Triple Jump Phase

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Montrail Brooks
Dr.Livingston
AES 364
Muscular Analysis

Introduction
Block starts was create first created to help the grounds keeper take better care of the running surface with was made of clay or cinder. Starting blocks has came a long way from being a single holes dug in the ground to the high tech, lightweight, but yet expensive running aid their now. To properly observe and describe the breakdown of the hop, skip, and jump phases, while determining the muscles that cause these movements.

The triple jump, referred to as the hop, skip and jump, is a track and field event similar to the long jump. The only difference between the two is that the hop, skip, and jump involve a hop and a step, whereas the long jump involves just a jump. In the first phase of the triple jump, the competitor builds momentum by sprinting down the runway, planting their lead foot at the marked board, and “hops” into the air, cycling one leg around into phase two. After completing the cycle, the lead foot strikes the ground again initiating the “skip”, where the opposite leg is brought up and the body goes into the bounding position. Finally as the body is coming out of the bounding position, the opposite leg hits the ground in order to propel or “jump” the body forwards, aiming for distance rather than height, into the pit. [pic]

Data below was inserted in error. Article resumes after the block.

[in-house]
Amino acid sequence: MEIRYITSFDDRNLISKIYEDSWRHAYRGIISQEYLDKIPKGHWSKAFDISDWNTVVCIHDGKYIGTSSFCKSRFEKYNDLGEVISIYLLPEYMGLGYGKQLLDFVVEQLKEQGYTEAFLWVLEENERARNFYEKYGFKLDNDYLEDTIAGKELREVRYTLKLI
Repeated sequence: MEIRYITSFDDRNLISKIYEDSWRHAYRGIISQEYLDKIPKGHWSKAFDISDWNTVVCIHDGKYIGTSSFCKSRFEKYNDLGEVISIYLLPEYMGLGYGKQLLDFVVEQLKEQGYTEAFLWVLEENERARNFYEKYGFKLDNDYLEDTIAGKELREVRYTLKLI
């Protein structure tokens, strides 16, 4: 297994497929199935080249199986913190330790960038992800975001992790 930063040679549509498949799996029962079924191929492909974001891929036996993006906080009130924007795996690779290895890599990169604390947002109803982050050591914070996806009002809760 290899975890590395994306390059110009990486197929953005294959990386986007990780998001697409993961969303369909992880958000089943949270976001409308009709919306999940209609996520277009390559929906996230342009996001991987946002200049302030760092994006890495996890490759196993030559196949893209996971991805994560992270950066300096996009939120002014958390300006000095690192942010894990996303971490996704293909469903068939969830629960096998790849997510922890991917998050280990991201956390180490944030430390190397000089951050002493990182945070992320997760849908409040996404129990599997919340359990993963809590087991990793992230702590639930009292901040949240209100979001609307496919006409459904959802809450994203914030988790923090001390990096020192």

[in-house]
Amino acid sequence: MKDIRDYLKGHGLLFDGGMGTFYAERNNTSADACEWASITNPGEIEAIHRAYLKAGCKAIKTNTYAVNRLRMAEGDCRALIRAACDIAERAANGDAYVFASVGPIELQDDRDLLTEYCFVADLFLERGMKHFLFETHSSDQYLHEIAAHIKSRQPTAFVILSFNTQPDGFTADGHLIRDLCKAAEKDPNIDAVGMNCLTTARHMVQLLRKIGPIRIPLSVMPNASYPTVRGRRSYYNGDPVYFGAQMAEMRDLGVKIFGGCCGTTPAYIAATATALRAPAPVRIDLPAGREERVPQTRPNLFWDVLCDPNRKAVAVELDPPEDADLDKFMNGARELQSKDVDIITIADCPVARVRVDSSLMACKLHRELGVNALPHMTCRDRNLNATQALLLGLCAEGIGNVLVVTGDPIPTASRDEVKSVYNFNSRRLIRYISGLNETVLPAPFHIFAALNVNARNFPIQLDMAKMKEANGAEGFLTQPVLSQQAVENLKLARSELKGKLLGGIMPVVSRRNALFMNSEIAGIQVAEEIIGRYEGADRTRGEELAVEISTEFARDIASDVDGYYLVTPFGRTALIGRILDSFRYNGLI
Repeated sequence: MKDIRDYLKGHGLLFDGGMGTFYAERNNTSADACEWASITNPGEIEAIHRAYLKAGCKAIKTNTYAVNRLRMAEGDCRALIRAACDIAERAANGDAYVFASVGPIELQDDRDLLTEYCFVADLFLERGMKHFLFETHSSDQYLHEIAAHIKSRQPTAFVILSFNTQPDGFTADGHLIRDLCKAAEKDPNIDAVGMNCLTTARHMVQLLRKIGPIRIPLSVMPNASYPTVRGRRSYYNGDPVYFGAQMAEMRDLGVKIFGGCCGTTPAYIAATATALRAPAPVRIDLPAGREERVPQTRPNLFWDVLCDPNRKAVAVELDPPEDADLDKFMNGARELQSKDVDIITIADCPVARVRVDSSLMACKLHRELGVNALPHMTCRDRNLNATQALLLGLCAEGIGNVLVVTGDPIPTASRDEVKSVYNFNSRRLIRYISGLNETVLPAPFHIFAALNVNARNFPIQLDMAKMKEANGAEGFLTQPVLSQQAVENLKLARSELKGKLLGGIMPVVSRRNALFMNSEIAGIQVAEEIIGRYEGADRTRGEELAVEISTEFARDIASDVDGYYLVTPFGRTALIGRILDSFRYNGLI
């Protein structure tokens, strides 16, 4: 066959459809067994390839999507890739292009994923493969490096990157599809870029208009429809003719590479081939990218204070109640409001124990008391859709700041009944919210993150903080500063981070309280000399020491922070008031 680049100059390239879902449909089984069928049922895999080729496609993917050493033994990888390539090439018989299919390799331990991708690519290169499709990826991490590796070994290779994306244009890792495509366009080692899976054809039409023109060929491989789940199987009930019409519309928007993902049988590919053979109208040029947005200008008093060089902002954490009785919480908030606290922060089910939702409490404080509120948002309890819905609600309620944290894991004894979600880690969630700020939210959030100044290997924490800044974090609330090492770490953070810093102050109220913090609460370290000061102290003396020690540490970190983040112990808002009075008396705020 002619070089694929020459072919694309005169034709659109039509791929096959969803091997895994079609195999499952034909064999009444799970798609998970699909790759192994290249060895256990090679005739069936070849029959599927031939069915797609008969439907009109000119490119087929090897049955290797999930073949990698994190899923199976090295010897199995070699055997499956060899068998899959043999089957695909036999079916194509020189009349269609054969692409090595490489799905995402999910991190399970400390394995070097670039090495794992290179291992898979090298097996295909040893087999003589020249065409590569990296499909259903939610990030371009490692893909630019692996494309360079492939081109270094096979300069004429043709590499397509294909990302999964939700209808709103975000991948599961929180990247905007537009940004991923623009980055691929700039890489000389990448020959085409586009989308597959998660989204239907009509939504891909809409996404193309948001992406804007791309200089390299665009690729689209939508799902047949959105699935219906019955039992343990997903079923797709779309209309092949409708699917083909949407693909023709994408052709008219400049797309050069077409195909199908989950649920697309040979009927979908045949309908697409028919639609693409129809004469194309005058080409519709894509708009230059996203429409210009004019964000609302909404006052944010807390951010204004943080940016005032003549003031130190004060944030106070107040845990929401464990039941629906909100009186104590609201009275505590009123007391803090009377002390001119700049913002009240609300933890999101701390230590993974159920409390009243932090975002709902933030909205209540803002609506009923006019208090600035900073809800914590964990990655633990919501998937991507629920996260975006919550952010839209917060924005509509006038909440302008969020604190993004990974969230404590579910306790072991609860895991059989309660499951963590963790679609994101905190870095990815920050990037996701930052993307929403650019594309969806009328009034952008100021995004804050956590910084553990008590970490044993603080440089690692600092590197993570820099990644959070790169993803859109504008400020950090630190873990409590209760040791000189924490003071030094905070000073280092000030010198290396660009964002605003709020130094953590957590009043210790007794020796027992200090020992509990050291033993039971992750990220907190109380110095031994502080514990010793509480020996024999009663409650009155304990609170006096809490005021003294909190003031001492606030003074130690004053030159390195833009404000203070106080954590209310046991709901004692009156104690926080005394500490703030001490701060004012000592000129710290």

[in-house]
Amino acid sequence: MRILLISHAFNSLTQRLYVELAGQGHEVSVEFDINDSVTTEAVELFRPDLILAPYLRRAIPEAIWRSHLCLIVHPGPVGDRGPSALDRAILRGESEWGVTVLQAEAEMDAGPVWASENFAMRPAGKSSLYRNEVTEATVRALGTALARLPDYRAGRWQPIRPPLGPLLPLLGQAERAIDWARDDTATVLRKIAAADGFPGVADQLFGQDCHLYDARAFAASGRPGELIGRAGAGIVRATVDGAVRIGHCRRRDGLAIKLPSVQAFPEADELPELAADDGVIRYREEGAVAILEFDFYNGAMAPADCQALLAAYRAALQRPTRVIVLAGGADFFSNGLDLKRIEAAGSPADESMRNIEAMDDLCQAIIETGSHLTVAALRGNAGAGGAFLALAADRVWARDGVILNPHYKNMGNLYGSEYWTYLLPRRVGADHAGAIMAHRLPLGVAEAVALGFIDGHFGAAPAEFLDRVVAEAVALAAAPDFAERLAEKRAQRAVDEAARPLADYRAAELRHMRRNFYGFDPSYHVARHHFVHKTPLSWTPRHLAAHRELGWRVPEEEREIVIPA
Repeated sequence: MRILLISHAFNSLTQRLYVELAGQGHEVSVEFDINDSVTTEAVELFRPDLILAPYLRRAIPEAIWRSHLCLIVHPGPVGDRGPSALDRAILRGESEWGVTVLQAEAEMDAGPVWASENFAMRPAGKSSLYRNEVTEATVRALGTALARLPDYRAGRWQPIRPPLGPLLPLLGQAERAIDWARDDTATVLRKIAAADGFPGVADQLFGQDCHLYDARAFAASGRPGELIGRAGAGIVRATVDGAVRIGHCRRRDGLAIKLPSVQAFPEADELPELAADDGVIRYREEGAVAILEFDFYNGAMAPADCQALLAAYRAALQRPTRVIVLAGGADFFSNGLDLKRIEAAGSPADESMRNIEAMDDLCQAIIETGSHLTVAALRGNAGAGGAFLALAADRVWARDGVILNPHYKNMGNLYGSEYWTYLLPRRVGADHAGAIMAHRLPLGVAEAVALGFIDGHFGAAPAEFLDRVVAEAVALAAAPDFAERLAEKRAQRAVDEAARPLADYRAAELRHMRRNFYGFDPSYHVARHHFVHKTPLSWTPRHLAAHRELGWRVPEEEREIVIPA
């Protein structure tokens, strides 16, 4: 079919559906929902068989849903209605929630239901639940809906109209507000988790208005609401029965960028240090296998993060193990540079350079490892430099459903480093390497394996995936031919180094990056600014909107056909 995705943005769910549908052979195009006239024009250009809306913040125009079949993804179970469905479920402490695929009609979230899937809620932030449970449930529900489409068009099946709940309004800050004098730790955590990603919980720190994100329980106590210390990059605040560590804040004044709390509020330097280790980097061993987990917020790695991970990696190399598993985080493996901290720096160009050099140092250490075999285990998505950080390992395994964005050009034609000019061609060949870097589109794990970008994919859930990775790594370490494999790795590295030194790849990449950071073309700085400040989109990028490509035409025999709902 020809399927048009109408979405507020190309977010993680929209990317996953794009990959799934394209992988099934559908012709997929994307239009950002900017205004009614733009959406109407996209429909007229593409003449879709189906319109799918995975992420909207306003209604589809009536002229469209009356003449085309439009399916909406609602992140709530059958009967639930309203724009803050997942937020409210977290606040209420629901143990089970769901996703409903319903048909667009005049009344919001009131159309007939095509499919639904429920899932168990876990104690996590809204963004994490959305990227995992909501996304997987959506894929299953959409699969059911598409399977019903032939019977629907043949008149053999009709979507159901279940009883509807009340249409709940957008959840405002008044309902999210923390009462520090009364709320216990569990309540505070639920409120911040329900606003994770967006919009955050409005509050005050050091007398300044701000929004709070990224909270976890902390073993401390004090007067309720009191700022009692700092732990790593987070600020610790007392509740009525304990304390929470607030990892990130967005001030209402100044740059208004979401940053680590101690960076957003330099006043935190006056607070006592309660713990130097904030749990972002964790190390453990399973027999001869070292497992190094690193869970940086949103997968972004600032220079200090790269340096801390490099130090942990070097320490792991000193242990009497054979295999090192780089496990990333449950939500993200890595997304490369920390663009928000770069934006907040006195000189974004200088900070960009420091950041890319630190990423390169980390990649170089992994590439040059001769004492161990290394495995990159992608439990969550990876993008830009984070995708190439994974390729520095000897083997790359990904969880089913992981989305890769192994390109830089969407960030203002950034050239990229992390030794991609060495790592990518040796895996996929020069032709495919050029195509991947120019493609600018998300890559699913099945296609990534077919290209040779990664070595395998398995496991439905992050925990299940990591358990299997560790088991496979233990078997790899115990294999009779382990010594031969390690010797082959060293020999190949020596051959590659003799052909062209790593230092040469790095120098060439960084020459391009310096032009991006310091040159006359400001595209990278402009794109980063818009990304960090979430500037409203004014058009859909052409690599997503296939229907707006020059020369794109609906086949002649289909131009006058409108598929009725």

The phases

In the triple jump, there are three joints that aid in movement of the hip, the knee, and the ankle. Together the three joints allow optimum distance and proper stability for the jumper. The hip, which holds the femur and pelvis, allows the jumper to extend as his foot strikes the board. While keeping the knee in flexion, he pushes off into the cycling pattern. In the skip phase, the hip will remain in a flexed position as the trail leg goes into extension. When in the jump phase, the hip allows the leg to go from an extended position, to a partial flexed position.

The knee, which hold the fibula, tibia,...
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